Massachusetts Daily Collegian

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A free and responsible press serving the UMass community since 1890

Massachusetts Daily Collegian

A free and responsible press serving the UMass community since 1890

Massachusetts Daily Collegian

Career Services office refines efforts

(Kristin LaFratta/Daily Collegian)
(Kristin LaFratta/Daily Collegian)

As the 2014-2015 academic year kicks into gear, the University of Massachusetts Career Services office is putting enormous efforts towards   helping students – both new and old – think about life after classes.

The role of Career Services, said Nessim Watson, is to help students learn how to market themselves to potential employers, a skill that often goes overlooked amidst the daily grind of classes and homework.

“Nobody teaches you how to market yourself,” said Watson, an assistant director for Career Services, who is responsible for helping science, computer science, engineering and BDIC majors, as well as graduate students. “I see a lot of kids in my office with technical skills and abilities but that cannot market themselves. The ability to market your skills effectively is as important as the content of your major.”

“If you have one but not the other, you are not going to go anywhere,” he added.

“We see the whole student,” said Assistant Director for Career Services Rebecca Bell. “Our job is to help them translate experience into concrete skills and to help them learn how to present those skills in a way that helps them to get that job or internship.”

This is where Career Services comes in. The office provides UMass students with all of the resources they need to market themselves, including resume and cover letter writing support as well as mock interviews.

Once a student is confident in his or her ability to express their skills, strengths and interests, Career Services has a myriad of resources to help build connections with potential employers. According to Watson, UMass Amherst Career Services hosts the largest career fair in Western Massachusetts, featuring over 100 organizations located locally, nationally, and internationally.

Specialized career fairs for students of different majors are also held throughout the year. Career Services even works with students for up to a year after graduation in order to connect them with job opportunities and other UMass Amherst alumni. Last year alone, according to the 2013-2014 annual Career Services report, 827 on-campus interviews were scheduled as a result of career fairs and employer information sessions.

While the department offers an entire range of traditional career advising help, Rebecca Bell said that many casual events are also planned to reach a wider audience. On Sept. 29, for example, there will be a “What (Not) To Wear” Career Fashion Show from 6 p.m. to 8 p.m. in the Commonwealth Honors College Events Hall.  The event will include students modeling interview-appropriate attire, representatives who will give participants feedback on their own interview attire and a booth that will take professional headshots for LinkedIn accounts.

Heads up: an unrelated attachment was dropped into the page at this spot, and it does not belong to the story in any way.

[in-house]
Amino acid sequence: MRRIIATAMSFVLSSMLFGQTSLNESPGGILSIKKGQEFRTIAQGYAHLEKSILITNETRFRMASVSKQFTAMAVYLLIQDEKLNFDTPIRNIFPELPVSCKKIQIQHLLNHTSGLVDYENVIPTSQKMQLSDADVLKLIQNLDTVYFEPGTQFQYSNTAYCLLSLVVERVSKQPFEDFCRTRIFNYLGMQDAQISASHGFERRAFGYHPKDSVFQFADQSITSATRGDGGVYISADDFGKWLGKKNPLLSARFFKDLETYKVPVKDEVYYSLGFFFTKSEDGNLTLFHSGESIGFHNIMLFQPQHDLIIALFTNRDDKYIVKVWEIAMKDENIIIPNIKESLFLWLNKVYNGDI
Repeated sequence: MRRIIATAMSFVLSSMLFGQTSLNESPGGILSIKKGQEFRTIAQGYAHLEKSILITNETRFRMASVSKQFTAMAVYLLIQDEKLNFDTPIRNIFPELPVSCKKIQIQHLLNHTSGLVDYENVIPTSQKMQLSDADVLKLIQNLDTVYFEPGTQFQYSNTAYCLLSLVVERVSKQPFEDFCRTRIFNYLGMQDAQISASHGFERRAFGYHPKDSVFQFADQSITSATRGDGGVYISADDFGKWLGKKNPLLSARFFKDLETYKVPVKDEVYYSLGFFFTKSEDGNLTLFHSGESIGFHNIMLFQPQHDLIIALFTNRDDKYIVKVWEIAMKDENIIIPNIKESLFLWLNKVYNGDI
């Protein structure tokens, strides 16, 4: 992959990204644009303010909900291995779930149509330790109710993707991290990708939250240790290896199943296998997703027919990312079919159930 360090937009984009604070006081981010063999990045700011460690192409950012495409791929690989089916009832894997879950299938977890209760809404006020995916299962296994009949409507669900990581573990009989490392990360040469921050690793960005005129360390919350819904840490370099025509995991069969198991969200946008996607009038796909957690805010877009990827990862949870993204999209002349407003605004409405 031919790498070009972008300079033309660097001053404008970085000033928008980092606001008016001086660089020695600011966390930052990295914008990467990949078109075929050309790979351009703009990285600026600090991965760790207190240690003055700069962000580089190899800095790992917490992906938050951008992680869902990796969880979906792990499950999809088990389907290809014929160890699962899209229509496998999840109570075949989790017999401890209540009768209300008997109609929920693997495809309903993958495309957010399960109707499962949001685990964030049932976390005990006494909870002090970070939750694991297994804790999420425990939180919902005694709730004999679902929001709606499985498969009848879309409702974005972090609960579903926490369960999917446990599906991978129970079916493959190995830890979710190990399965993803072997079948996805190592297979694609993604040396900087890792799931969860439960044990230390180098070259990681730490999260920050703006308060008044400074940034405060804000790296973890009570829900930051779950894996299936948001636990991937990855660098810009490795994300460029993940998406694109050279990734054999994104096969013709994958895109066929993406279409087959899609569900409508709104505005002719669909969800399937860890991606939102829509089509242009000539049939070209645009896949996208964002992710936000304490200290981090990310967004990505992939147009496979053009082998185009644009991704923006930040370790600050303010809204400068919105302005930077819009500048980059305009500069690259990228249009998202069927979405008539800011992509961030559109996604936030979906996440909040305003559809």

As hinted at by the LinkedIn photo booth, Career Services has made significant efforts recently to emphasize the importance of having an online presence.

“It is as important as having a resume,” Watson said of having online accounts such as LinkedIn, which serve as confirmation for employers that you really do exist.

While all of the resources are at students’ fingertips, many students fail to consider the idea of having a career until their junior or senior year. The transition from student to employee is an incredibly daunting process, which is why Watson said  Career Services is making a concerted effort to connect with underclassmen early.

“A lot of students do not find out about us until senior year,” Watson said. “We are reaching out to freshmen and sophomores now.”

Unfortunately, as Bell mentioned, since many students do not find out about Career Services until later in their college careers, few students use the valuable resources that the office has to offer.

“Our workshops are definitely under attended,” she said. “I would love to see more students use our resources.”

UMass Career Services has certainly taken steps toward making Bell’s hope a reality. In the past year, two new career advisors have been added to the staff.

For more information about the UMass Career Services office, or to get started with the process of searching for a job or internship, like their page on Facebook, follow them on Twitter, visit 511 Goodell Building Monday through Friday from 8:30 a.m. to 5 p.m.; walk-in advising hours from 1 p.m. to 4 p.m., or go to the Library Learning Commons Tuesday 6 p.m. to 8 p.m.


Anthony Rentsch can be reached at [email protected].

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